Getter’s metamorphosis comes to fruition with new ‘Visceral’ LP
Since the beginning of the summer, Getter has made it clear to fans that a change was coming. In June, a full seven-minute trailer teased a more refined aesthetic, and the most diverse and melodic tracks yet from the producer. It’s clear the collection of music was meant to feel different from the start, with the producer saying each song “represents a piece of me or a part of my life.” In a world where some artists feel they’re risking being “left behind” while creating a cohesive body of work, Getter’s commitment to Visceral was immediately eye and ear catching. Now, the producer’s invigorated vision is released in full on his new label home, deadmau5‘ own mau5trap imprint.
As the spacey, rolling synth line in the opening track Purgatory drifts in and out of key and focus, it’s easy to draw a parallel to the internal discord Getter has opened up about in recent months. In an interview with Dancing Astronaut, the artist detailed his struggles with mental illness and how it’s affected the spirit of his musical output. “I got through my shit by writing music, and I wrote a song “Color Blind,” literally in tears, wrote these fucking lyrics cause I was on the edge,” explained the producer. “I felt way better, so I chased that feeling.” Visceral‘s role as a therapeutic release is apparent across its diverse set of soundscapes and arrangements. The AudioOpera-assisted “Part of Me” brings all the bombastic percussion and festival-rocking power of past Getter productions, but achieves its impact through an unexpected depth of spacious atmospherics, washing mournful over a slowed drums. The more textured approach continues across tracks like “Made for You (Alone Again),” with Getter’s own intensely personal lyrics holding court over a glitchy break beat and swirling arps.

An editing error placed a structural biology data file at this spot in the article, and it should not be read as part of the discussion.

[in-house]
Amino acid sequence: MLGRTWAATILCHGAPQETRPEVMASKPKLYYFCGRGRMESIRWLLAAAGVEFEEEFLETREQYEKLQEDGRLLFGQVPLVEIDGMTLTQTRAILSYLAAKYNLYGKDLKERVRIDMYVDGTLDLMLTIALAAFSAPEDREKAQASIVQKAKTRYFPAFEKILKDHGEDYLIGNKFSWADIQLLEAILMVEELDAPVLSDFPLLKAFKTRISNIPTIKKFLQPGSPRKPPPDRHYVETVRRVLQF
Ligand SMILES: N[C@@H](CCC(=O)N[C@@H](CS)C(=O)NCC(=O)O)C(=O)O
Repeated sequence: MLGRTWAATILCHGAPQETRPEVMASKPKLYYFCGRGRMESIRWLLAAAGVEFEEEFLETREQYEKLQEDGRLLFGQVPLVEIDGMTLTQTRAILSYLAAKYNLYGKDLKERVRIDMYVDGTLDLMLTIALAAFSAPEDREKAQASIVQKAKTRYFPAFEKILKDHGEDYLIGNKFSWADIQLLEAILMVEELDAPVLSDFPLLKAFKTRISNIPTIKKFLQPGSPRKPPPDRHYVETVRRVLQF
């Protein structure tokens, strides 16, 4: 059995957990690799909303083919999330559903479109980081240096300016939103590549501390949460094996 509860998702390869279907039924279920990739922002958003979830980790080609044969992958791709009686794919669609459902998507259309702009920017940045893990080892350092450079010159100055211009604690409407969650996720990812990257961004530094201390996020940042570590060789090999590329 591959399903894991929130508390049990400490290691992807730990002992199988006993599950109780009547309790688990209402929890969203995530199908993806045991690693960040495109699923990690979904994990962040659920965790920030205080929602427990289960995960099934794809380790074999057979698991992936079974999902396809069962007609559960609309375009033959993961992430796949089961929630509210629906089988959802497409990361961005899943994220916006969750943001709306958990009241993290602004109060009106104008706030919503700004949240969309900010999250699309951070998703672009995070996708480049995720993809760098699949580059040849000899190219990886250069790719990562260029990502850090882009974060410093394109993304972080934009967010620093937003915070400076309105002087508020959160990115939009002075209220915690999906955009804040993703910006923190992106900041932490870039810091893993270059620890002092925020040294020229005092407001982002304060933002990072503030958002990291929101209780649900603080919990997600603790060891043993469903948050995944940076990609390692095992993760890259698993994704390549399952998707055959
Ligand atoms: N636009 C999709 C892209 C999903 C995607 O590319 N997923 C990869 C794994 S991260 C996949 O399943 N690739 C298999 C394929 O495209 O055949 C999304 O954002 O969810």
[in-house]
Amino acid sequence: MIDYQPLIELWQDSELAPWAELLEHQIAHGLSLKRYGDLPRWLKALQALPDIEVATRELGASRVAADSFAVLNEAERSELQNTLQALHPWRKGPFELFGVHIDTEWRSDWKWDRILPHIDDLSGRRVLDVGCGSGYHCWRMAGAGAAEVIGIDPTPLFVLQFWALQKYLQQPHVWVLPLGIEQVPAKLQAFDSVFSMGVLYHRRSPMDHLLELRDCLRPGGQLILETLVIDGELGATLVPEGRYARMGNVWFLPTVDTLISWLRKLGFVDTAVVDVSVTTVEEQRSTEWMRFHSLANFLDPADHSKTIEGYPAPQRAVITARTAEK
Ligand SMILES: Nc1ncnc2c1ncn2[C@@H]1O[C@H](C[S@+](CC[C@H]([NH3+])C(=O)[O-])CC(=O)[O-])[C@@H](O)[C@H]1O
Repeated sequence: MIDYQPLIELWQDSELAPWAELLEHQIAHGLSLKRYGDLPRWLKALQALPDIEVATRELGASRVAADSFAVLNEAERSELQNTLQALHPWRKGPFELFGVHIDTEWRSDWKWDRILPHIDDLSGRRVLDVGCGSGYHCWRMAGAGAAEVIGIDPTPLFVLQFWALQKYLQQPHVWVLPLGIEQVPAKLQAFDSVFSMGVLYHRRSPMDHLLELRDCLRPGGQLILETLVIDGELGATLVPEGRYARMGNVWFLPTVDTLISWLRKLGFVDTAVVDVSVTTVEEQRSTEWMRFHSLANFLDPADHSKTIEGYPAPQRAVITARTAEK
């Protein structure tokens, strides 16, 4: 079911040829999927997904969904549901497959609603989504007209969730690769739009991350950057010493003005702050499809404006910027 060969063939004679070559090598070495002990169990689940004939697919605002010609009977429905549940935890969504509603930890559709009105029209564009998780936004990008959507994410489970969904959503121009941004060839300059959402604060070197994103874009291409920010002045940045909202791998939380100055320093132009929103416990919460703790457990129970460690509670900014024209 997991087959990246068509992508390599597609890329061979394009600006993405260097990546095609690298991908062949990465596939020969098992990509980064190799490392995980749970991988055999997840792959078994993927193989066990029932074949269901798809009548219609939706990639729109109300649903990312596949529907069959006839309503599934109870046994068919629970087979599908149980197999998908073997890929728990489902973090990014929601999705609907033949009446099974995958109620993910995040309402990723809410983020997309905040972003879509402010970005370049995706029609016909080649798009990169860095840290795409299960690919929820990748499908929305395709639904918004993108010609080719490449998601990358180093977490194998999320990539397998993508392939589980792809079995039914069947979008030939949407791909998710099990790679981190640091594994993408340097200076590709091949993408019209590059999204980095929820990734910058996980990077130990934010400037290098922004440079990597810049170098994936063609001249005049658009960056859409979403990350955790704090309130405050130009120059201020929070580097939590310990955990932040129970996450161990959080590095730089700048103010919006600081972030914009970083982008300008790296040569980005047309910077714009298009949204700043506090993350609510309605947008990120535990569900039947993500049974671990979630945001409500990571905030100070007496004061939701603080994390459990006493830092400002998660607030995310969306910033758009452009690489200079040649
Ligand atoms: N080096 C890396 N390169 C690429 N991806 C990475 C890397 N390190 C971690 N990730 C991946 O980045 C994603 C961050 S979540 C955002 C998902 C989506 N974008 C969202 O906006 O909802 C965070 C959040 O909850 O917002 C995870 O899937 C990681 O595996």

When Visceral was announced, it understandably raised some eyebrows. What about OWSLA Getter, who eats festivals for breakfast with vicious trap hits like “Head Splitter?” How would the artist’s vision translate to sets and expectations–and to his new label’s techno and progressive-leaning horde? The honest answer is that Getter is clearly not out to please anybody, or meet any expectations with his experimental full length other than his own. The result is the most is an unexpectedly introspective evolution that feels more honest than anything the artist has done before. Getter’s knack for slapping drums and hip hop-infused arrangements is still here in spades on songs like “Best of Me” and “Numb,” but each track remains in a melodic realm previously visited only in spurts. Visceral is the result of an EDM mainstay committing to himself, his craft, and the idea that evolving in the name of expression resonates truer than any expectations.
Photo Credit: Rukes